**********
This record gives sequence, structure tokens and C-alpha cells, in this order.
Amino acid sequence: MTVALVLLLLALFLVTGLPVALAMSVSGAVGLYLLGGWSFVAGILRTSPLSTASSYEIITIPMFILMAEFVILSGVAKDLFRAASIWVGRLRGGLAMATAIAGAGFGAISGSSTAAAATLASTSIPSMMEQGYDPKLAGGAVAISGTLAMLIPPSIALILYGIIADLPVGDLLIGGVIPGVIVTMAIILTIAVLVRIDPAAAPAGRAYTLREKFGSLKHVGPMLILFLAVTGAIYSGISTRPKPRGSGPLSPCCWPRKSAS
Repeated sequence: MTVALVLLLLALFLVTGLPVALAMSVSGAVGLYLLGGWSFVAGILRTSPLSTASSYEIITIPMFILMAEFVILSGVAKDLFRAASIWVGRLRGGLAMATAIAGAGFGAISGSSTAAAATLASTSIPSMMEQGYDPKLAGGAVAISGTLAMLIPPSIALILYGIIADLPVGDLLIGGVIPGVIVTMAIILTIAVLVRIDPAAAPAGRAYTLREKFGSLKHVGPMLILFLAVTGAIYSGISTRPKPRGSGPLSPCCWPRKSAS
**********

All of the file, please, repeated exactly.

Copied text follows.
This record gives sequence, structure tokens and C-alpha cells, in this order.
Amino acid sequence: MTVALVLLLLALFLVTGLPVALAMSVSGAVGLYLLGGWSFVAGILRTSPLSTASSYEIITIPMFILMAEFVILSGVAKDLFRAASIWVGRLRGGLAMATAIAGAGFGAISGSSTAAAATLASTSIPSMMEQGYDPKLAGGAVAISGTLAMLIPPSIALILYGIIADLPVGDLLIGGVIPGVIVTMAIILTIAVLVRIDPAAAPAGRAYTLREKFGSLKHVGPMLILFLAVTGAIYSGISTRPKPRGSGPLSPCCWPRKSAS
Repeated sequence: MTVALVLLLLALFLVTGLPVALAMSVSGAVGLYLLGGWSFVAGILRTSPLSTASSYEIITIPMFILMAEFVILSGVAKDLFRAASIWVGRLRGGLAMATAIAGAGFGAISGSSTAAAATLASTSIPSMMEQGYDPKLAGGAVAISGTLAMLIPPSIALILYGIIADLPVGDLLIGGVIPGVIVTMAIILTIAVLVRIDPAAAPAGRAYTLREKFGSLKHVGPMLILFLAVTGAIYSGISTRPKPRGSGPLSPCCWPRKSAS